Researchers at Ryerson University in Toronto, Canada, analyzed data from 87 published studies with healthy adults to better understand which attentional behaviors are impacted by meditation. They focused on general attention, as well as specific aspects of executive function such as orienting toward an object, shifting focus, or inhibiting a response. Meditation practices were categorized as either open monitoring or focused attention practices. Open monitoring emphasizes the ability to stay in the present moment while paying attention to one’s experience without getting lost in thought. Focused attention meditation involves being able to sustain attention on a particular object. Overall, results showed that both types of practices were associated with improvements in attention and executive function. Meditators were better able to maintain their focus, pay attention to many objects, and became less distracted than non-meditators. There were no significant differences for orienting or shifting attention between those who do or do not meditate. More studies are needed to better understand these effects.
Parents can often find aggressive behavior of their children and teens to be challenging. Although there are a number of studies examining whether mindfulness- based interventions (MBIs) can help curb aggressive youth behavior, the research is in its early stages. Scientists in China examined 18 studies of 1,223 young people to better under- stand the impact of MBIs on youth aggression. Studies included 3 randomized controlled trials, 7 experimental studies, and 8 studies that looked at changes in a few individuals over time. The research found that interventions like paying attention to the breath, body, thoughts, and feelings, to shifting attention and mindful eating lowered aggression levels. Intervention lengths varied from 15 days to more than 40 weeks. The majority of studies found that MBIs worked particularly for those with higher levels of aggression. In light of the variability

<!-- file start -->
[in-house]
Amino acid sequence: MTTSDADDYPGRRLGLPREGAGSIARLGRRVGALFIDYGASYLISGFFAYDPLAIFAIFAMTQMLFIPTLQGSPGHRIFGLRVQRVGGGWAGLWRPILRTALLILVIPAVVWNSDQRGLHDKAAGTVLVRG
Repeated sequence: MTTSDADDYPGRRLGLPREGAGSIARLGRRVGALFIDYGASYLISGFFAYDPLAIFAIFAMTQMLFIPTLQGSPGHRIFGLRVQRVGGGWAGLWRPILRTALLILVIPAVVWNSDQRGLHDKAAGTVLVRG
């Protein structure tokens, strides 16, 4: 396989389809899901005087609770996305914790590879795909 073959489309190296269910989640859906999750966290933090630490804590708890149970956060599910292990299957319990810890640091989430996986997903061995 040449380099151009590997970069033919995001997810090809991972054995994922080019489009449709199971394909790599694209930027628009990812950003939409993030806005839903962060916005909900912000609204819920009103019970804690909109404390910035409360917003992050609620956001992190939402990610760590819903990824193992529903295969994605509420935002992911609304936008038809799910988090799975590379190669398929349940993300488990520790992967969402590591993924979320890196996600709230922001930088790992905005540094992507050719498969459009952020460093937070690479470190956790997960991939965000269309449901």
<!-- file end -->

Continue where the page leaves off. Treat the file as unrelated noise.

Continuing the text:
of intervention strategies used, and low quality of some of the studies reviewed, further research is needed to understand which aspects of these MBIs most impact aggressive behavior.
Help or Harm
Although mindfulness practices like meditation are helpful for many, not everyone may benefit, according to a new study. Researchers at Brown University asked 96 adults who had completed eight weeks of a mindfulness-based program to complete a 44-item survey about their experience. Notably, 83% of attendees reported experiencing at least one negative meditation-related side-effect. When asked open- ended questions in a public setting, however, participants were generally reluctant to share their negative experiences resulting from meditation practice.
When asked open-ended questions in a public setting, participants were reluctant to share negative experiences resulting from meditation practice.
These findings are consistent with earlier research, which found that anxiety, fear, depression, re-experiencing trauma, and stress reactions can all be part of people’s reactions to meditation.
It’s important to note that benefits and negative side effects aren’t mutually exclusive—sometimes people experience both.
Results from the new study are important in that they recognize that negative side effects of meditation practice can be common, and those who experience them are not unusual or alone. This information adds to the research that allows those interested in a mindfulness practice to make informed deci- sions about which approaches might be most beneficial for them.
Our ability to pay attention is unreliable when we’re under stress. In her new book Peak Mind, neuroscientist Amishi Jha explores cutting-edge research on elite soldiers revealing how mindfulness training protects our attentional resources, even in the most high-stress scenarios imaginable. Read More